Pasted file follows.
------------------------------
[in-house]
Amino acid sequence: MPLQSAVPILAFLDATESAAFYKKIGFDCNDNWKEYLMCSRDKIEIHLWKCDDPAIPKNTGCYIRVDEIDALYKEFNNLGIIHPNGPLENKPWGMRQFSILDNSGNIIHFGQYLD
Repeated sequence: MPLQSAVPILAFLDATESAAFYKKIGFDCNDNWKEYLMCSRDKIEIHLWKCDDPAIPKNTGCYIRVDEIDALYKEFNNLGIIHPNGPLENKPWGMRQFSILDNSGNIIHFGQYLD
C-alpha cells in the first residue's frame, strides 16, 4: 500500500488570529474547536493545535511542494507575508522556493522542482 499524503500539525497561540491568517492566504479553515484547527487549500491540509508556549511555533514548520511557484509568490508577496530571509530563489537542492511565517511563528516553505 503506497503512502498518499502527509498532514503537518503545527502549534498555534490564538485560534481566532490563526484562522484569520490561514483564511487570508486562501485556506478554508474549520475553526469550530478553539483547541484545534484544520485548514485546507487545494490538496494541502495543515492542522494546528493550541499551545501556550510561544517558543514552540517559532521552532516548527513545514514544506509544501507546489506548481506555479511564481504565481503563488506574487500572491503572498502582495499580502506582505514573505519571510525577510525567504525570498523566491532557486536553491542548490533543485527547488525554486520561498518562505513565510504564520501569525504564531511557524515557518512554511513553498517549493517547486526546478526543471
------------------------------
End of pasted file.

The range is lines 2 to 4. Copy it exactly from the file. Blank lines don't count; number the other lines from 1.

Amino acid sequence: MPLQSAVPILAFLDATESAAFYKKIGFDCNDNWKEYLMCSRDKIEIHLWKCDDPAIPKNTGCYIRVDEIDALYKEFNNLGIIHPNGPLENKPWGMRQFSILDNSGNIIHFGQYLD
Repeated sequence: MPLQSAVPILAFLDATESAAFYKKIGFDCNDNWKEYLMCSRDKIEIHLWKCDDPAIPKNTGCYIRVDEIDALYKEFNNLGIIHPNGPLENKPWGMRQFSILDNSGNIIHFGQYLD
C-alpha cells in the first residue's frame, strides 16, 4: 500500500488570529474547536493545535511542494507575508522556493522542482 499524503500539525497561540491568517492566504479553515484547527487549500491540509508556549511555533514548520511557484509568490508577496530571509530563489537542492511565517511563528516553505 503506497503512502498518499502527509498532514503537518503545527502549534498555534490564538485560534481566532490563526484562522484569520490561514483564511487570508486562501485556506478554508474549520475553526469550530478553539483547541484545534484544520485548514485546507487545494490538496494541502495543515492542522494546528493550541499551545501556550510561544517558543514552540517559532521552532516548527513545514514544506509544501507546489506548481506555479511564481504565481503563488506574487500572491503572498502582495499580502506582505514573505519571510525577510525567504525570498523566491532557486536553491542548490533543485527547488525554486520561498518562505513565510504564520501569525504564531511557524515557518512554511513553498517549493517547486526546478526543471